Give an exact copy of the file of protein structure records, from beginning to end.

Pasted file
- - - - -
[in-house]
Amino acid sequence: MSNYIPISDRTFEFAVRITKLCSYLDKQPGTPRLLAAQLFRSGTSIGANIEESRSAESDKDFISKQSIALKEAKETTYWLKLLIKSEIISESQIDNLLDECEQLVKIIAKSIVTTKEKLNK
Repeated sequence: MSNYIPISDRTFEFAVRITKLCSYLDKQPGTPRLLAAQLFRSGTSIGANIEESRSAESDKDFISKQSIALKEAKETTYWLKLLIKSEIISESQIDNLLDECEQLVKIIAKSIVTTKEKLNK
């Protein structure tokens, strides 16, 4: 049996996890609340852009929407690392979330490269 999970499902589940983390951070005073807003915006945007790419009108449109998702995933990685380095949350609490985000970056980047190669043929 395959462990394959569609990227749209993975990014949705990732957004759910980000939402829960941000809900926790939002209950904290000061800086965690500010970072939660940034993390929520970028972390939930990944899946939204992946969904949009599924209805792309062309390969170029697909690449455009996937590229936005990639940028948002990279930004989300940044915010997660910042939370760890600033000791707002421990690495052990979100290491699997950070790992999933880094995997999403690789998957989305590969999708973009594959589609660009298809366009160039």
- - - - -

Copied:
[in-house]
Amino acid sequence: MSNYIPISDRTFEFAVRITKLCSYLDKQPGTPRLLAAQLFRSGTSIGANIEESRSAESDKDFISKQSIALKEAKETTYWLKLLIKSEIISESQIDNLLDECEQLVKIIAKSIVTTKEKLNK
Repeated sequence: MSNYIPISDRTFEFAVRITKLCSYLDKQPGTPRLLAAQLFRSGTSIGANIEESRSAESDKDFISKQSIALKEAKETTYWLKLLIKSEIISESQIDNLLDECEQLVKIIAKSIVTTKEKLNK
């Protein structure tokens, strides 16, 4: 049996996890609340852009929407690392979330490269 999970499902589940983390951070005073807003915006945007790419009108449109998702995933990685380095949350609490985000970056980047190669043929 395959462990394959569609990227749209993975990014949705990732957004759910980000939402829960941000809900926790939002209950904290000061800086965690500010970072939660940034993390929520970028972390939930990944899946939204992946969904949009599924209805792309062309390969170029697909690449455009996937590229936005990639940028948002990279930004989300940044915010997660910042939370760890600033000791707002421990690495052990979100290491699997950070790992999933880094995997999403690789998957989305590969999708973009594959589609660009298809366009160039």